Can’t get no septuagenarian satisfaction
Have some sympathy for the old devils, writes Barry Egan, as the Stones hit the road again with the tantalising possibility of another album
THE most bizarre tale in Nick Kent’s smacksoaked 2010 memoir Apathy Fo r The Devil i s n’ t a b o u t Led Z e p p e l i n’s tremendously tubby manager Peter Grant collapsing on to a couch at an Elvis Presley after-show beano and accidentally sitting on The King’s father, Vernon.
Nor is about the filmmaker Kenneth Anger announcing: “I just have to crook this finger and Jimmy Page will automatically be turned into a toad.” Or even, when in a Cleveland hotel, Sweet’s thick-as-a-brick singer Brian Connolly mistook jazz god Count Basie for a porter.
The most bizarre story in Apathy For The Devil, perhaps predictably, concerns the book’s author Nick, in London in 1974, taking heroin and cocaine (“the real breakfast of champions”) non-stop for 48 hours with the legendarily dissolute Rolling Stone Keith Richards. This was until the latter stopped moving. And Nick thought Richards had overdosed, ie was dead. Until he woke up. Decidedly not dead. If you want to be cruel, you could say that in a sense the septuagenarian Rolling Stones are in a similar state — caught, between life and death, and have been for quite some time. Be that as it may, The Rolling Stones are back on the road, having kicked off their European tour in Hamburg last weekend at the Festwiese Stadtpark in front of 80,000 fans.
From the clips I watched, Keith Richards and Ronnie Wood still share a near telepathic musical connection.
It was fantastic to see 70-yearold Ronnie back where he belongs after triumphing over lung cancer. ”It’s like a gift that can’t be bought,” he said of being onstage with the Stones. “It’s an amazing feeling.”
Almost as amazing was that the Stones played Dancing With Mr D (the opening track from the album Goats Head Soup) for the first time since 1973, as well as airings of everything from Happy to Midnight Rambler to Brown Sugar, Sympathy For The Devil and It’s Only Rock ’n’ Roll (But I Like It).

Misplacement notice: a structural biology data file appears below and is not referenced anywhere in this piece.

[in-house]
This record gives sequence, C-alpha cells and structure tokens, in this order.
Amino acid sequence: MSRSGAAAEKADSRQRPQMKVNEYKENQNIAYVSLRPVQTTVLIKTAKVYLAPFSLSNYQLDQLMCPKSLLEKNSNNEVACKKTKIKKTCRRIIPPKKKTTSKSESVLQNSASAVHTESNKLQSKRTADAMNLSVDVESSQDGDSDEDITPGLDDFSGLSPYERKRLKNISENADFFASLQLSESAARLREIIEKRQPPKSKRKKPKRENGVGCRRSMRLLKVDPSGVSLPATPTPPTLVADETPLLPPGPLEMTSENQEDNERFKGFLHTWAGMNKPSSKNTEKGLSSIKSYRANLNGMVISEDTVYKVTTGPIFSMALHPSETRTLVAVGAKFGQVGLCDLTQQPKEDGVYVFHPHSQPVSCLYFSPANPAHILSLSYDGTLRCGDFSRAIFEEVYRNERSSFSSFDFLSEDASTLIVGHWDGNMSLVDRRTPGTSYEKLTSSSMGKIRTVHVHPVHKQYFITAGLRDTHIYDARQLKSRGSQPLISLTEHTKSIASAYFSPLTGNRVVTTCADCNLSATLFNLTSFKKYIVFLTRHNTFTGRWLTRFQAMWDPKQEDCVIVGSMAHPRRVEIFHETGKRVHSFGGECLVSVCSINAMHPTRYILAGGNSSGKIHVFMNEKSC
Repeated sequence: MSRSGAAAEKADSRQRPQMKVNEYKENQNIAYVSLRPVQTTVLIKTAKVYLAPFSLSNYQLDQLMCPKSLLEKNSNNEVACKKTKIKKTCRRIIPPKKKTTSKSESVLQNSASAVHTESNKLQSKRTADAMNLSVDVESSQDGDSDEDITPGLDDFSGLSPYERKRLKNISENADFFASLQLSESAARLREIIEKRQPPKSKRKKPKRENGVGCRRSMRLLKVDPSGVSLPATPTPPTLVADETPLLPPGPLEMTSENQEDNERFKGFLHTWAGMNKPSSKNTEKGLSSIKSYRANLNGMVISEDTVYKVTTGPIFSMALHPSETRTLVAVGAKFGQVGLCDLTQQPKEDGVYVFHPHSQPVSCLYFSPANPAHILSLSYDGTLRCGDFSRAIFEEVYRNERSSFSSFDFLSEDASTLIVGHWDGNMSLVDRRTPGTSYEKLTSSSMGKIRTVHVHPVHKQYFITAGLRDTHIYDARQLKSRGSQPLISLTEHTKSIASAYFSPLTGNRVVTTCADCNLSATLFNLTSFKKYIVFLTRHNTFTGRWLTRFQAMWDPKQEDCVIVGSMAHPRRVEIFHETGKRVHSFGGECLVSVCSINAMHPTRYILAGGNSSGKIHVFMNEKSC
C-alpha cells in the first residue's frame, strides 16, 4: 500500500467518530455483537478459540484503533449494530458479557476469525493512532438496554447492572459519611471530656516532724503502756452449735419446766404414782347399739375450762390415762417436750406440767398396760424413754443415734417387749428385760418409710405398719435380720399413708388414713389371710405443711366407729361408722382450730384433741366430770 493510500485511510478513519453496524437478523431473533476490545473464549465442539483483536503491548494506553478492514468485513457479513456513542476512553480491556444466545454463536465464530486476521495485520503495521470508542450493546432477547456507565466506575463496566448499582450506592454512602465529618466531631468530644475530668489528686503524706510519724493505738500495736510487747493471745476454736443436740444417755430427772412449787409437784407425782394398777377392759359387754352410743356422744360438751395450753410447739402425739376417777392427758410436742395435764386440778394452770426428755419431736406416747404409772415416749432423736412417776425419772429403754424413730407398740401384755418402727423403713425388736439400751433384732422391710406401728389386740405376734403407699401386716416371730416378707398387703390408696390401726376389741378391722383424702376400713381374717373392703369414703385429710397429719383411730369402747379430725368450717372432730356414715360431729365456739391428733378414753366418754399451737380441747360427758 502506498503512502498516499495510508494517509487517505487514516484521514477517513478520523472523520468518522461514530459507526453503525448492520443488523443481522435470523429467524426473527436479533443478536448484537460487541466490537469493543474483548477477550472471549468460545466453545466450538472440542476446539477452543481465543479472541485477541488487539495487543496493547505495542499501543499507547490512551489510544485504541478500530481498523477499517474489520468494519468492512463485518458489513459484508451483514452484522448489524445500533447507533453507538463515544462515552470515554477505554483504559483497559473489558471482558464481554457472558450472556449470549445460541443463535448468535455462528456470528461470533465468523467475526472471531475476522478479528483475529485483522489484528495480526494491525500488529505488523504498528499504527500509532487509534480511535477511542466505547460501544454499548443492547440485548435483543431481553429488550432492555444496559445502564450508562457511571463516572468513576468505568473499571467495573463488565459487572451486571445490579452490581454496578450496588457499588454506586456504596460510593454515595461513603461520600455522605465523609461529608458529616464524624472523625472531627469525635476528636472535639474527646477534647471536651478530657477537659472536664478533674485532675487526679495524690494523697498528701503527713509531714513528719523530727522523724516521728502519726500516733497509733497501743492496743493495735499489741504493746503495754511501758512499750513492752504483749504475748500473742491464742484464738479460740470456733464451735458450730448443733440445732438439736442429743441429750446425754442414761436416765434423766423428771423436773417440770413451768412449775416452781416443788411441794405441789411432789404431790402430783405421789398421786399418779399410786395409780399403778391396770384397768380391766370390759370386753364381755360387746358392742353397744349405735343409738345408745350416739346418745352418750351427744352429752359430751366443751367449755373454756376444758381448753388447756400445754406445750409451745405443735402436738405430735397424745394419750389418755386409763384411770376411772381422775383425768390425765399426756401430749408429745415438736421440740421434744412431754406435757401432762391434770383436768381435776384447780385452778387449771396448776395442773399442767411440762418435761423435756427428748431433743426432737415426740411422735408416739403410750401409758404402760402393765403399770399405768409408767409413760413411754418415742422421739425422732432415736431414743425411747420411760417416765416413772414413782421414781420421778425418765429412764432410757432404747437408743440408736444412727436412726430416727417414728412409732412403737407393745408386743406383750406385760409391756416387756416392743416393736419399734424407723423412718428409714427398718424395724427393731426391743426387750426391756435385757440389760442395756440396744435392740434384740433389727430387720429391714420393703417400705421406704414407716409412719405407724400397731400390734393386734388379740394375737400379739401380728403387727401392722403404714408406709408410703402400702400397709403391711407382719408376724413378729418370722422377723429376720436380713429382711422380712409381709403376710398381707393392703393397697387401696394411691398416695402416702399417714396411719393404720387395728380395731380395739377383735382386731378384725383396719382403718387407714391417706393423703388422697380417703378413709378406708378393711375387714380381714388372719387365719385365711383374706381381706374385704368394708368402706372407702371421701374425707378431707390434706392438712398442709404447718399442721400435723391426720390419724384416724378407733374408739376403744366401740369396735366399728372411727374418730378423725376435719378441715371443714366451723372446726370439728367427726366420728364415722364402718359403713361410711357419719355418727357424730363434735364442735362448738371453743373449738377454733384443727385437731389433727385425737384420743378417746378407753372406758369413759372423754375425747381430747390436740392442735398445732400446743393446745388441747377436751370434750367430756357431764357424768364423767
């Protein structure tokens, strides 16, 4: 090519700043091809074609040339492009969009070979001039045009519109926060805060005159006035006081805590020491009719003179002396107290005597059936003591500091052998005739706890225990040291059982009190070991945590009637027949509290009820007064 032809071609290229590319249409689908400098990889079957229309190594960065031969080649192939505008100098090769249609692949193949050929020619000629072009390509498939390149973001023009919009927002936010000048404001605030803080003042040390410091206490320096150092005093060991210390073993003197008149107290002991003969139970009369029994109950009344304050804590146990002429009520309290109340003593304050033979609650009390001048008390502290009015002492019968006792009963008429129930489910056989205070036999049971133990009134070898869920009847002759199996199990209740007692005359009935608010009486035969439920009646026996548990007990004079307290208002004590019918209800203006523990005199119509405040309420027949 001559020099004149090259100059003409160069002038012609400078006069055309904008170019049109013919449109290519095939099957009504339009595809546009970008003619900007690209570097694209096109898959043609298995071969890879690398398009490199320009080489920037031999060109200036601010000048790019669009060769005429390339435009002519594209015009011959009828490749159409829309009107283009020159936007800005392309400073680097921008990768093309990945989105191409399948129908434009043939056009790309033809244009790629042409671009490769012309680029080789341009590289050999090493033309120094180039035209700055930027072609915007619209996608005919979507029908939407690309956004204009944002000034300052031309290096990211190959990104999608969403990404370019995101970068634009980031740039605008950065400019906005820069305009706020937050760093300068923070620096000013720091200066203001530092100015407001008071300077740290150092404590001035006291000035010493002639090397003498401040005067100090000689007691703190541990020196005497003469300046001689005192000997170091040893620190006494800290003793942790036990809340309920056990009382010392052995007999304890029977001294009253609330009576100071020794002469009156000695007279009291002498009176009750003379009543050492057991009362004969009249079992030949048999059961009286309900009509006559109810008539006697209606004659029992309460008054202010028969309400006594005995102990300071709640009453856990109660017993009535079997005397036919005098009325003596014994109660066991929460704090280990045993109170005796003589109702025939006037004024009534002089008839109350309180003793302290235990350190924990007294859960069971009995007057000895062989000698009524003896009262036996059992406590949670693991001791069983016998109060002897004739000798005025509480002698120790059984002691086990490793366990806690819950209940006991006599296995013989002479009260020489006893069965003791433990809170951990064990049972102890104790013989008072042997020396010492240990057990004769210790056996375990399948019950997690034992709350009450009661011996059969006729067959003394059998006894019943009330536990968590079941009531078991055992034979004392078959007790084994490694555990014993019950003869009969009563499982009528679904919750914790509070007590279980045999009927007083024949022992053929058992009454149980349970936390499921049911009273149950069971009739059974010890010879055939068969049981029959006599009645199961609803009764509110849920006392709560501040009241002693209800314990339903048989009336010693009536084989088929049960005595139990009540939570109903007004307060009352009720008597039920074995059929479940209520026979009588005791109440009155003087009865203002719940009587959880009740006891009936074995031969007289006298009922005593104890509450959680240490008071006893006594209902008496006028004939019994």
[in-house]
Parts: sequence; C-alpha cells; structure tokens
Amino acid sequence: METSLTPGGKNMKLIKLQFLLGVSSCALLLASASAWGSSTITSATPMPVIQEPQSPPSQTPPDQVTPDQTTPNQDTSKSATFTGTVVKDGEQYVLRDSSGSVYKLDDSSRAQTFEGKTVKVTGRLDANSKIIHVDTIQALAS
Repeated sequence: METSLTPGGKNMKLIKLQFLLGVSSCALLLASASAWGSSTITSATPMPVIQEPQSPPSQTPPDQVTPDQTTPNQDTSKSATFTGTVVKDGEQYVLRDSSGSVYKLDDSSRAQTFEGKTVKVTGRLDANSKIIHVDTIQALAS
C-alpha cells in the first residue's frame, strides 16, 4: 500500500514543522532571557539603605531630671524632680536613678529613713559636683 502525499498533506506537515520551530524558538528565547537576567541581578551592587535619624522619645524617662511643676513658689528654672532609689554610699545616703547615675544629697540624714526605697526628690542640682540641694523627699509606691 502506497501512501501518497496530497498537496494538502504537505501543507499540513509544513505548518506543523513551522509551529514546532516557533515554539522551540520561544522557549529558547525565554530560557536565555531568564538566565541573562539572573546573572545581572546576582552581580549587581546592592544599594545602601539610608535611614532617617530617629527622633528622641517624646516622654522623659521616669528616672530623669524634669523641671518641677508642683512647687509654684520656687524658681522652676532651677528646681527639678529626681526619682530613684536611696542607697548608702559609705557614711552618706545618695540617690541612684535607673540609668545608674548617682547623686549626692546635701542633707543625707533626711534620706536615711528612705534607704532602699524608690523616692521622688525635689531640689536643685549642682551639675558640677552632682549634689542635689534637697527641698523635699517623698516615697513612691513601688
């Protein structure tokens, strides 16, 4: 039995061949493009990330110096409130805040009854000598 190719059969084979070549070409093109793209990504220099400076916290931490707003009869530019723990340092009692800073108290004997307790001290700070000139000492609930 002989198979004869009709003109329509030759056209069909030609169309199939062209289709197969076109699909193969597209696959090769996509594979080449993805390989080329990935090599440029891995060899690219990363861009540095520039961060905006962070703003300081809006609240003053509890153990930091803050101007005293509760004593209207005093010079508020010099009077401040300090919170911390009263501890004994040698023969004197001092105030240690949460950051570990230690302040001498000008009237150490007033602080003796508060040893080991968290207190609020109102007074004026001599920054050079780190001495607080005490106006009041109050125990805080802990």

Charlie Watts, now 76, still keeps the beat quite like no one else. The 74-year-old Skepta collaborator Mick Jagger and his younger cohort 73-year-old Mr Richards still perform like they long for redemption on the older, bluesier numbers.
The two skinny divas from Dartford will have heard it a million times down through the years that the Stones are a gauche parody of themselves (they will not need to be reminded that Exile on Main Street was hammered by the critics upon its release in 1972 and is now considered one of the greatest albums ever made).
Clearly, they continue to laugh all the way to the bank at these criticisms.
And besides, as Richards said himself in 2015: “The idea of retiring is like killing yourself. It’s almost like harakiri. I intend to live to 100 and go down in history.”
In Hamburg, they also played Ride ’Em On Down, the Jimmy Reed cover from their last album, 2016’s covers collection Blue & Lonesome.
The album’s co-producer Don Was said that the blues is, for the Stones, the “fountain-head of everything they do”. (The aforesaid Ride ’Em On Down was, in fact, on the set-list for the Rolling Stones’s very first gig: July 12, 1962 at London’s Marquee.)
Sometimes you get the impression that Jagger, Richards, Watts and Wood are at their happiest in their old age onstage and in the studio doing what the old blues men like Willie Dixon, Jimmy Reed, Slim Harpo and Muddy Waters did when they first inspired them in the early 1960s.
There is tantalising talk the Stones are working on a follow-up to Blue & Lonesome.
Being a septuagenarian, of course, is something of a bonus when playing old blues numbers. Either way, a little sympathy for the old devils, please.
Mick Jagger of The Rolling Stones performs during the band’s first concert of the ‘No Filter’ tour in Hamburg